There will have to be compromises by both sides over Brexit – and the UK is looking for a “unique and unprecedented partnership” with the European Union.
That was the message from British prime minister Theresa May in a long-awaited speech in London on Friday.
But she warned the UK had every right to “cherry pick” what it wanted to sign up to, saying that was the basis of any free trade agreement.
She talked tough, saying “we will not accept the rights of Canada and the obligations of Norway”.
The speech managed to satisfy both Brexiteers and Remainers in her Cabinet after months of wrangling and division over the right approach, allowing her to recover some of the standing she had gained at the end of the successful ‘divorce bill’ negotiations in December.
However, even EU chief negotiator Michel Barnier – who has come under fire for threatening to ground British aircraft if the UK failed to toe the line during the post-Brexit transition phase – praised May’s speech.
Welcome from Barnier
“I welcome PM Theresa May’s speech,” he tweeted. “Clarity about UK leaving Single Market and Customs Union & recognition of trade-offs will inform EU guidelines re future FTA [free trade agreement].”
Some European politicians were more sceptical, with Manfred Weber, a key ally of German Chancellor Angela Merkel, saying: “I don't see how we could reach an agreement on Brexit if the UK government continues to bury its head in the sand like this.”
Overall, however – and especially at home – the message was well received, although sterling did drop below the €1.12 mark even before the PM started her speech, and continued to fall to €1.1175 before staging a recovery.
By 12.30pm (GMT) today, the pound had bounced back to €1.1236 as markets digested the overall positive response to her comments.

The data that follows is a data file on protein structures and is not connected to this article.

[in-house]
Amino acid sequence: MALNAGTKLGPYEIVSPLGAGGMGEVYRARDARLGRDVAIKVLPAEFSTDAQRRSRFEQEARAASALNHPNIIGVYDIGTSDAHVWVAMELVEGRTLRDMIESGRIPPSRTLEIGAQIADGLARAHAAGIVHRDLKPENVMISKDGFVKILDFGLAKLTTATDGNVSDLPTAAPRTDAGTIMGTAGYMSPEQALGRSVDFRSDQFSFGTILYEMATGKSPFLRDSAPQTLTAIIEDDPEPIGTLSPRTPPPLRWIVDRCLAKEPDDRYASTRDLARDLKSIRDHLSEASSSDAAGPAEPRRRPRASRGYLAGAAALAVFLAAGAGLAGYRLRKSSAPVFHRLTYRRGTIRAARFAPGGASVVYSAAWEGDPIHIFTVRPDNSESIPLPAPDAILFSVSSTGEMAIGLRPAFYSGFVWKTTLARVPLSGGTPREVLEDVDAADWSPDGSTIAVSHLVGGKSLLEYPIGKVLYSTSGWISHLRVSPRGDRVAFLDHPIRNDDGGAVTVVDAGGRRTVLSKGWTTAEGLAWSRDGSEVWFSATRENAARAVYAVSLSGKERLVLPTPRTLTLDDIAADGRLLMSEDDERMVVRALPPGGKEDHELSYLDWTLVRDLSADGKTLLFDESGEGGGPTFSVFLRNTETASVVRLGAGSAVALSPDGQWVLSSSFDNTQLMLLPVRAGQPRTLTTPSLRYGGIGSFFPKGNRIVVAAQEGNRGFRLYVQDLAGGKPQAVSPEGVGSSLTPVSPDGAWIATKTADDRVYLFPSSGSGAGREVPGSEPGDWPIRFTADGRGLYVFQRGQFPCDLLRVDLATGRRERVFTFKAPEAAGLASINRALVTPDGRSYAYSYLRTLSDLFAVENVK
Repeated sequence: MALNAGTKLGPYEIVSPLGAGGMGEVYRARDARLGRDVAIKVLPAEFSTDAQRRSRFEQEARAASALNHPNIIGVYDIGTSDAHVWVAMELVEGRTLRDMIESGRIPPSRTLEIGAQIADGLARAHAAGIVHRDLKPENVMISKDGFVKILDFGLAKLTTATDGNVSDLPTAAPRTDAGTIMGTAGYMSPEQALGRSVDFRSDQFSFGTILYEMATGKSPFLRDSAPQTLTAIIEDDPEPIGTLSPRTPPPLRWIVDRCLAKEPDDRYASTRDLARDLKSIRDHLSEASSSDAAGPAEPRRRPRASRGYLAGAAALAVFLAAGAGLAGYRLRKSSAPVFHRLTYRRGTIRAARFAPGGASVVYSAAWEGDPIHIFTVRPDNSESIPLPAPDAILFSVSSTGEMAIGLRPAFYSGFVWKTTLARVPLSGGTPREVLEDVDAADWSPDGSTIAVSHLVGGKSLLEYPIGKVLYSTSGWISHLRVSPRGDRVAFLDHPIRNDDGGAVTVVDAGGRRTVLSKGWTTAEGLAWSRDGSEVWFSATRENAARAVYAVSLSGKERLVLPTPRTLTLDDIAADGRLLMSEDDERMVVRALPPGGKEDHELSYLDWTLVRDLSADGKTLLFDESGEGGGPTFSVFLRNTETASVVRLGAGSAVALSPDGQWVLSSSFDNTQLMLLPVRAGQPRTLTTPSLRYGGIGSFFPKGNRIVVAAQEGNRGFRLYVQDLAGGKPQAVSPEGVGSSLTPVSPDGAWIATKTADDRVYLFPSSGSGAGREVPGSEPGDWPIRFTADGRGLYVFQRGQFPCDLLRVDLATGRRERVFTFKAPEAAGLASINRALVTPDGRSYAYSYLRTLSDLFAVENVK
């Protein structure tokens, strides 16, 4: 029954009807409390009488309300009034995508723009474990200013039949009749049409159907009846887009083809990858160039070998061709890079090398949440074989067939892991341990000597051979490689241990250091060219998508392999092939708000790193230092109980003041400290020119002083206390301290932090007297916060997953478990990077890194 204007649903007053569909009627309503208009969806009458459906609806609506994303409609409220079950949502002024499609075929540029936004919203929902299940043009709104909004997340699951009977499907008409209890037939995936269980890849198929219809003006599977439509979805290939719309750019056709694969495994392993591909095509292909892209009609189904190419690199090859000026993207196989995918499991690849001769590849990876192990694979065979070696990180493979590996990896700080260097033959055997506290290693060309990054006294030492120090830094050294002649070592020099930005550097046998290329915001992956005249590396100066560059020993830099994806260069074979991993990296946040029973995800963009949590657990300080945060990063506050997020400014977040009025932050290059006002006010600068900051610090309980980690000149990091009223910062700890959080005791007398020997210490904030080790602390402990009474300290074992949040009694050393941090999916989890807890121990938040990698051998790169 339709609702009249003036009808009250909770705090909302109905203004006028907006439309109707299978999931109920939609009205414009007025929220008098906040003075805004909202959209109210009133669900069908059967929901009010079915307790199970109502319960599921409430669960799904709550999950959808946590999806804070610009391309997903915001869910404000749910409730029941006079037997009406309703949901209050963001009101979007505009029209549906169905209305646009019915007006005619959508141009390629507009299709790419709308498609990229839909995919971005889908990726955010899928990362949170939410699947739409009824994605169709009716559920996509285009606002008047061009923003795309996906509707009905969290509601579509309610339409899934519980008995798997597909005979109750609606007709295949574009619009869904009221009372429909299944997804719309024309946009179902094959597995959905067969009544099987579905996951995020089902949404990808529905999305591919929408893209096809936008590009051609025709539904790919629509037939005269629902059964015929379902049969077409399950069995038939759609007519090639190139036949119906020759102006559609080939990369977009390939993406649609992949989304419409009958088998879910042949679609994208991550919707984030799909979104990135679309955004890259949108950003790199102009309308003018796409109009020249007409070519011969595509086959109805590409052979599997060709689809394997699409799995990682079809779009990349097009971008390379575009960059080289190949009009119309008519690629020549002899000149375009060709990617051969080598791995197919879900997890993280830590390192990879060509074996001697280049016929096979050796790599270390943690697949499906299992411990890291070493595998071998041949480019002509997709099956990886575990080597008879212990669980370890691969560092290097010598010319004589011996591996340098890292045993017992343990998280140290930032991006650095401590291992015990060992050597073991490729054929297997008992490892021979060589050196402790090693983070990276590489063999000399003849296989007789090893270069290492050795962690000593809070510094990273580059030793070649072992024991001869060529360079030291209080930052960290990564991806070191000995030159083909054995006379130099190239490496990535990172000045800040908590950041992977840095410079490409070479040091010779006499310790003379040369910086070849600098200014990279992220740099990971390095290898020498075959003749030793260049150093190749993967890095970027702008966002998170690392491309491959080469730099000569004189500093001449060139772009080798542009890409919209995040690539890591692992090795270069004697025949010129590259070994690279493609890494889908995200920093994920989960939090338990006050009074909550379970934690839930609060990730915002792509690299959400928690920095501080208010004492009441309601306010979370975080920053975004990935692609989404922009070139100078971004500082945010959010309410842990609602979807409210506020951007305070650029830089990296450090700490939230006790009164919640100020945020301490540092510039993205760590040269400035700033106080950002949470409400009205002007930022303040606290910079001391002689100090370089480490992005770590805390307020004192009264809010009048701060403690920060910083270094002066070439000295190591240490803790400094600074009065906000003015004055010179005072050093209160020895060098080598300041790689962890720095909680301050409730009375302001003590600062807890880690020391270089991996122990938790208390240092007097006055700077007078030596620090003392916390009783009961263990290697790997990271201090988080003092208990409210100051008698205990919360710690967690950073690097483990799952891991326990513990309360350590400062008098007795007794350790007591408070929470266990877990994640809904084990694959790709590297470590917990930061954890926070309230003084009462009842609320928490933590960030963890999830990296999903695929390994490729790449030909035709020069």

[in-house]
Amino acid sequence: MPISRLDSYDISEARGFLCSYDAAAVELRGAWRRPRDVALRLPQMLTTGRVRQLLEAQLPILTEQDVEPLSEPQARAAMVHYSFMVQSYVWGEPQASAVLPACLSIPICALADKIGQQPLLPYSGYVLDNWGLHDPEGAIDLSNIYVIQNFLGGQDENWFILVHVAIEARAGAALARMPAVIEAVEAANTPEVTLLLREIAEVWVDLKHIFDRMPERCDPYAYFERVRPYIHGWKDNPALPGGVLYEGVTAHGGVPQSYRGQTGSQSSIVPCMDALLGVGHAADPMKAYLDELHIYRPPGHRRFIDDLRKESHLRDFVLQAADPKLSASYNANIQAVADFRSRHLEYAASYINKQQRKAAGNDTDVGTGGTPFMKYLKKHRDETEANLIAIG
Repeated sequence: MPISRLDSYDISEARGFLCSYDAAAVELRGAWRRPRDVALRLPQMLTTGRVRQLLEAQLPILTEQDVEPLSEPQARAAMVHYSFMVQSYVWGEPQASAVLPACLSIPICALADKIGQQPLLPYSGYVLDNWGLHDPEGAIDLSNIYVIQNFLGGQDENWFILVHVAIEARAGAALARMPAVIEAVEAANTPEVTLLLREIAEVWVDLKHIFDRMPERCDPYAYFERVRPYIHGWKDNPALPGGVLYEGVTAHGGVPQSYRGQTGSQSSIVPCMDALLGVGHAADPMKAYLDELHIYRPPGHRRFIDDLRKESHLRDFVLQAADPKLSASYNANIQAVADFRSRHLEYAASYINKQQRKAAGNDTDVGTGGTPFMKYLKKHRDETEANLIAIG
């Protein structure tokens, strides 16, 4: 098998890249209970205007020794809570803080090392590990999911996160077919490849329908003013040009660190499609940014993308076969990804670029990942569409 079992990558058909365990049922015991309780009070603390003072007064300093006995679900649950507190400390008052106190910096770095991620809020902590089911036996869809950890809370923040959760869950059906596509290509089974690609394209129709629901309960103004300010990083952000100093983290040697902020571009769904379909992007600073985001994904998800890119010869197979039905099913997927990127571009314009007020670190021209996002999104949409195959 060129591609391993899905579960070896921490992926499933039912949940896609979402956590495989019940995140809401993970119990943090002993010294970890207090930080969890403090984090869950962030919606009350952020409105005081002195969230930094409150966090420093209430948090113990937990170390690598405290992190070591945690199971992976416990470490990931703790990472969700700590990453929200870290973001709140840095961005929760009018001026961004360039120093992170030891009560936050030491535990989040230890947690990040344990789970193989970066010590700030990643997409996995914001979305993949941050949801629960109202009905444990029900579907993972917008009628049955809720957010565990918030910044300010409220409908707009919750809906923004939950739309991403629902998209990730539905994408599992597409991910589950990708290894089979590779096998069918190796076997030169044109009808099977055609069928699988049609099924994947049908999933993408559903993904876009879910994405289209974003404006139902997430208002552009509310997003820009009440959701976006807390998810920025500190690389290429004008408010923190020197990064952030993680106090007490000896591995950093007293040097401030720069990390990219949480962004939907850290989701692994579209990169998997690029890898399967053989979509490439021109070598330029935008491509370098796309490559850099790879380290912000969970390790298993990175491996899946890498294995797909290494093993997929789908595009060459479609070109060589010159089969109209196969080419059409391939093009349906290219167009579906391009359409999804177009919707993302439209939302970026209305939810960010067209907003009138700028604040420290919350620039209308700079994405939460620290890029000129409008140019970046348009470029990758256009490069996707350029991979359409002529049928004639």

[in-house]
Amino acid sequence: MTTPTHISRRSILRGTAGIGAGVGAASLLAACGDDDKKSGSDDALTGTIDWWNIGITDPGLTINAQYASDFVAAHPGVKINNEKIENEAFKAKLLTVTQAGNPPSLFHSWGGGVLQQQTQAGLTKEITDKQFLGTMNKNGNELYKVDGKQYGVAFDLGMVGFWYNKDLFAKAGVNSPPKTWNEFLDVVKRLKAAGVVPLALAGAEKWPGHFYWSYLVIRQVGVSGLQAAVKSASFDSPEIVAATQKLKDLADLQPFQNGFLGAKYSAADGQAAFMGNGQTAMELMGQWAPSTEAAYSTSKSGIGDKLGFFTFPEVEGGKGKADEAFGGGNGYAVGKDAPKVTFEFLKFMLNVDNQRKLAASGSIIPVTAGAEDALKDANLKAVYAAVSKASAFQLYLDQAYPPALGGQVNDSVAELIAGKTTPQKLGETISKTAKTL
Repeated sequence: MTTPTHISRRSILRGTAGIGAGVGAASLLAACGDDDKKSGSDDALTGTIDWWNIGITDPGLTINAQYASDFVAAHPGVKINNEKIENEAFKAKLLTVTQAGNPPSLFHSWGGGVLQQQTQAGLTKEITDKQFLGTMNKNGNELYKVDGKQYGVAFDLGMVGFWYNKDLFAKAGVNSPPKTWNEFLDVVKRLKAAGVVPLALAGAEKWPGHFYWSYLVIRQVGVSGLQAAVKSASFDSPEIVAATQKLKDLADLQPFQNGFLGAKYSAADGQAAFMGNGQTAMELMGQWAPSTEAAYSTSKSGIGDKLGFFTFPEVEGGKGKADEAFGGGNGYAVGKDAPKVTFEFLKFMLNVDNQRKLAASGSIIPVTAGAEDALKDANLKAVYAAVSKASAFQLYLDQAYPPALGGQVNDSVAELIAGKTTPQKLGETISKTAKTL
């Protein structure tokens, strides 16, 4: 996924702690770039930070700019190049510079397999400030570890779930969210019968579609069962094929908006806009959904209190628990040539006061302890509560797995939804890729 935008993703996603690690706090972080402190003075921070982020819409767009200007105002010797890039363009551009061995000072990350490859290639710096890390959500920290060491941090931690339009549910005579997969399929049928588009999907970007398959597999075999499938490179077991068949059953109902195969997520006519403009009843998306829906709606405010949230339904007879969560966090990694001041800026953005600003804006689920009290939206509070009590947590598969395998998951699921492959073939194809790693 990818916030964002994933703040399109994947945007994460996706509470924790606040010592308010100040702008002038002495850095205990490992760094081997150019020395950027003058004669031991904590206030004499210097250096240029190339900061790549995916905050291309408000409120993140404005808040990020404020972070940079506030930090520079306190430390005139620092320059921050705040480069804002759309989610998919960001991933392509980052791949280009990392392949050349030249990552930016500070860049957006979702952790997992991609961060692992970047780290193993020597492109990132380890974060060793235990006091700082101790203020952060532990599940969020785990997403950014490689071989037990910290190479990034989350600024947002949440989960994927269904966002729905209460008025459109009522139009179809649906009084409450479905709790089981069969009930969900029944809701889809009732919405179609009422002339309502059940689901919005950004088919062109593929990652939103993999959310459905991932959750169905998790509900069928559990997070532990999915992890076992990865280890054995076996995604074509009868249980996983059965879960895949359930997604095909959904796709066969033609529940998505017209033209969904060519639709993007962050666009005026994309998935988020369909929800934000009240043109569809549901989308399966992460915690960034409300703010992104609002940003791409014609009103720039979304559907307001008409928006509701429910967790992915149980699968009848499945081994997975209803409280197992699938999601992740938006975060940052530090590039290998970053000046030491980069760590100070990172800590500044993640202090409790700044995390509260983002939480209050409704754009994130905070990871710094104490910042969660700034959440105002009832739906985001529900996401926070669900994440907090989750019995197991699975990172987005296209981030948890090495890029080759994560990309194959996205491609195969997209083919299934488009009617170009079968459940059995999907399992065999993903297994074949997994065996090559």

The FTSE 100 of leading companies, which had been losing ground all week, saw little change, ending the day at around 7,082, although it staged a mini recovery this morning, reaching 7,099 at 11am before falling back slightly.
The FTSE 250 also saw little change on the day, and was also down on the week, but has shown a strong recovery this morning from 19,386 at open to 19,501 at 2pm.
What did May promise?
So just what did May promise? On that all important trade deal, she defended the UK’s right to “cherry pick” – a favoured phrase of EU negotiatiors.
She pointed existing EU agreements with non-EU countries were not uniform.
“The EU’s agreement with Ukraine sees it align with the EU in some areas but not others,” she said. “The EU’s agreement with South Korea contains provisions to recognise each others’ approvals for new car models, whereas their agreement with Canada does not.”
May said the EU itself was “rightly taking a tailored approach in what it is seeking with the UK”. She said the EU had been clear that no precedents exist for the sort of access it wants from the UK on fisheries – with (other) EU countries currently taking 70% of the total quota for UK waters, and concerns this could plummet when the UK takes back full control.
“The fact is that every Free Trade Agreement has varying market access depending on the respective interests of the countries involved. If this is cherry-picking, then every trade arrangement is cherry-picking,” she said.
“What would be cherry-picking would be if we were to seek a deal where our rights and obligations were not held in balance.”
She added: “I think it is pragmatic common sense that we should work together to deliver the best outcome for both sides.”
European Court of Justice
The prime minister managed to make a concession to the EU on the European Court of Justice (ECJ) that didn’t alienate hard-line Brexiteers.